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Professional football is looking for a way out of the corona crisis

Frankfurt / Main – When and to what extent can football be played again? How can the impending loss of revenue be minimized? Who could help those in need?

The bosses of the 36 professional clubs are looking for answers to these and other existential questions at the general meeting of the German Football League from 10.30 a.m. From the video conference with the DFL head around managing director Christian Seifert, the industry hopes to first show how the corona crisis can be overcome.

MONEY: First and foremost, it’s about the economic consequences. The coronavirus pandemic could have a dramatic impact on many clubs, especially from the second division. But also the big ones have to tighten their belts. The magic word that the club officials have tried repeatedly in recent days is solidarity. The distribution key for the TV funds, a possible solidarity fund, but also transitional financing in the event of missing tranches from the media revenues are being put to the test.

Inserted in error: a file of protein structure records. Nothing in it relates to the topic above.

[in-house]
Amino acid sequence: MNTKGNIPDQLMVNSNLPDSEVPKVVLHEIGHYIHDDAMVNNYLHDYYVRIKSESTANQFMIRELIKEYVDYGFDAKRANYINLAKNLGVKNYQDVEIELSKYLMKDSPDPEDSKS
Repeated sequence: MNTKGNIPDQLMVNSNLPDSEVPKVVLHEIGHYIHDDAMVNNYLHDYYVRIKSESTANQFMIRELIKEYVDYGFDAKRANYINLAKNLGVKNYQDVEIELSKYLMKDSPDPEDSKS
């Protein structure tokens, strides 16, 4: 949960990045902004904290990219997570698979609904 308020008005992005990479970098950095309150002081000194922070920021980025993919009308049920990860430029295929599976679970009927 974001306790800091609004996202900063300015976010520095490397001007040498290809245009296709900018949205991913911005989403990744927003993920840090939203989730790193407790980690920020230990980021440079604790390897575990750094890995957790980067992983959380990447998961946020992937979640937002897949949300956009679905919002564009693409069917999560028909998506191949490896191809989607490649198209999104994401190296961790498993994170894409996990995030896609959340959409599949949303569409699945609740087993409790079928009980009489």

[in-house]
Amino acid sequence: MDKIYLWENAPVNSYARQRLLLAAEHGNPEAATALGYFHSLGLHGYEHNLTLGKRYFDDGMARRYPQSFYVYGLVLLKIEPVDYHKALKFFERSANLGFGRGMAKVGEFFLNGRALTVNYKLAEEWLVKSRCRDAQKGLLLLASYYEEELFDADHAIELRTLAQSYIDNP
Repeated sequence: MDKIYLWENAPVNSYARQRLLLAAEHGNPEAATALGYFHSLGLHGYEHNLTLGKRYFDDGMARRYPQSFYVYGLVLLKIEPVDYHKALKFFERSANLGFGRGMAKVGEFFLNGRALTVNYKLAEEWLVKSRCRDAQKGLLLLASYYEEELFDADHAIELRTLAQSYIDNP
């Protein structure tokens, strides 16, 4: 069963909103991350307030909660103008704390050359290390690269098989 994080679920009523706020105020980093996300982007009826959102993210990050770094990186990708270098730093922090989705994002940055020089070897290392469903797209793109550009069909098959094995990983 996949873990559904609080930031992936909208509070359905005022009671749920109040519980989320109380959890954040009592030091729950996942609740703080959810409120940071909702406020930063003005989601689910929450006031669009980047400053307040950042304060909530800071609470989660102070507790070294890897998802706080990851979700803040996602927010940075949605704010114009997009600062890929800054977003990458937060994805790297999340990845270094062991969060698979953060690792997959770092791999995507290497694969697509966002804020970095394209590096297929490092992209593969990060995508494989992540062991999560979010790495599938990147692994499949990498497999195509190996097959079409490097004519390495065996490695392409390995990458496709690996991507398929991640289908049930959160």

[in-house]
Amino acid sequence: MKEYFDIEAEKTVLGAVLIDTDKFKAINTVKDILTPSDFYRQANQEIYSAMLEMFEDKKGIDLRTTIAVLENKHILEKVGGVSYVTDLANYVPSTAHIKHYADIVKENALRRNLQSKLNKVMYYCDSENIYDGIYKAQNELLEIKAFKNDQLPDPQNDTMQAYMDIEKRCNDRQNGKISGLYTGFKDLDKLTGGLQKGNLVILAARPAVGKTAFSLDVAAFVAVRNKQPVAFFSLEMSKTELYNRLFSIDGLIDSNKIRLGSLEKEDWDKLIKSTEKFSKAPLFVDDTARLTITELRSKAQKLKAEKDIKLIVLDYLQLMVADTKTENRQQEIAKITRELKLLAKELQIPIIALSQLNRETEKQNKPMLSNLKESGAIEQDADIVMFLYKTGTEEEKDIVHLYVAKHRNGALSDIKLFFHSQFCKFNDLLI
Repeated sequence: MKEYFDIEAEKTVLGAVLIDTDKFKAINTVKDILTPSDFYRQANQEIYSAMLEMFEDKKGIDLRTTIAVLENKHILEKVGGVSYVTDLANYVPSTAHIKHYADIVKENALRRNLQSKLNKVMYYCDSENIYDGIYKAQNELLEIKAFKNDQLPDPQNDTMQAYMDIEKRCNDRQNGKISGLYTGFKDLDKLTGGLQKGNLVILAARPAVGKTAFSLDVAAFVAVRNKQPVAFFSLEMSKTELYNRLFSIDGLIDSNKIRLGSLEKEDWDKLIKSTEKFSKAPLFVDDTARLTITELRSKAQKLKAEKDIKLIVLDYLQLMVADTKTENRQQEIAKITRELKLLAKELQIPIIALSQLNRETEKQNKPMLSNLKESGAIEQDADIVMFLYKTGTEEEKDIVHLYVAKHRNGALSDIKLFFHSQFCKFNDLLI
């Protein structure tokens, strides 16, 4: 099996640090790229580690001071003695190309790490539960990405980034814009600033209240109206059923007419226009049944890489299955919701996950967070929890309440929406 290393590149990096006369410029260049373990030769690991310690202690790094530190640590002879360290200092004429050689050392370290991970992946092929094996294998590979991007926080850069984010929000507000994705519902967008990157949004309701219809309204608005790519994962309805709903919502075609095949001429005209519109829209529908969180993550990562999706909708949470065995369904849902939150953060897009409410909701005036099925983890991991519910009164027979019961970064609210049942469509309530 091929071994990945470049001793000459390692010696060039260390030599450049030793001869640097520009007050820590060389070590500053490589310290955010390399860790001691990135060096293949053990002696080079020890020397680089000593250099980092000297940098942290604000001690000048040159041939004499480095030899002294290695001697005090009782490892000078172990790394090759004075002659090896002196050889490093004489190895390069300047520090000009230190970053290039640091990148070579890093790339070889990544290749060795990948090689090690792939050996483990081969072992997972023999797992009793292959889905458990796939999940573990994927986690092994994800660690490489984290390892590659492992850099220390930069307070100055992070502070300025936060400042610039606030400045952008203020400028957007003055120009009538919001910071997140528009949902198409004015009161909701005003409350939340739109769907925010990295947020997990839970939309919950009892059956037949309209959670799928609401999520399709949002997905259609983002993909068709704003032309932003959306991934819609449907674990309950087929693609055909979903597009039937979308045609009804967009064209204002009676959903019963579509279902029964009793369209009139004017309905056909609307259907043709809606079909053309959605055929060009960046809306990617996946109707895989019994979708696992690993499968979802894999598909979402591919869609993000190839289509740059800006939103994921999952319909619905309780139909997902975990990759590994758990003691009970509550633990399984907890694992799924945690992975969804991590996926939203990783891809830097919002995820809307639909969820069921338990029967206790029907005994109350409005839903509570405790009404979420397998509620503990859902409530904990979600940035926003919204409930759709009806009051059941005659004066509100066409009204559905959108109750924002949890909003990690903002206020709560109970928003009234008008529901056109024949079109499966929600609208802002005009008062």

SPIRIT GAMES: It is already clear that a continuation of the game, which will initially be suspended until April 30 – a corresponding decision at the general meeting is a matter of form – will only be possible without a spectator. This affects the clubs, which suffer millions of losses as a result. However, these would be many times higher if the season had to be stopped completely. A viable concept is therefore needed of how the 163 outstanding games in the 1st and 2nd Bundesliga can be carried out with the consent of politicians and the health authorities. Thinking ban has long since ceased.

CONCLUSION: This is essential when dealing with the corona crisis if the entire construction of professional football should not seriously falter. However, it will not be easy to find a common language for all topics. After all, the individual clubs are in competition. A controversy recently was the different handling of team training. Not all clubs complied with the DFL’s request to start again on April 6th. Oliver Ruhnert, managing director of the promoted 1. FC Union Berlin criticized this as “weak”.

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Qamar Munawer
Editor at The Eastern Herald. Studied Bachelor in Architect in Chandigarh, India. Collecting and writing newsworthy stories from around the world. I love to praise nature.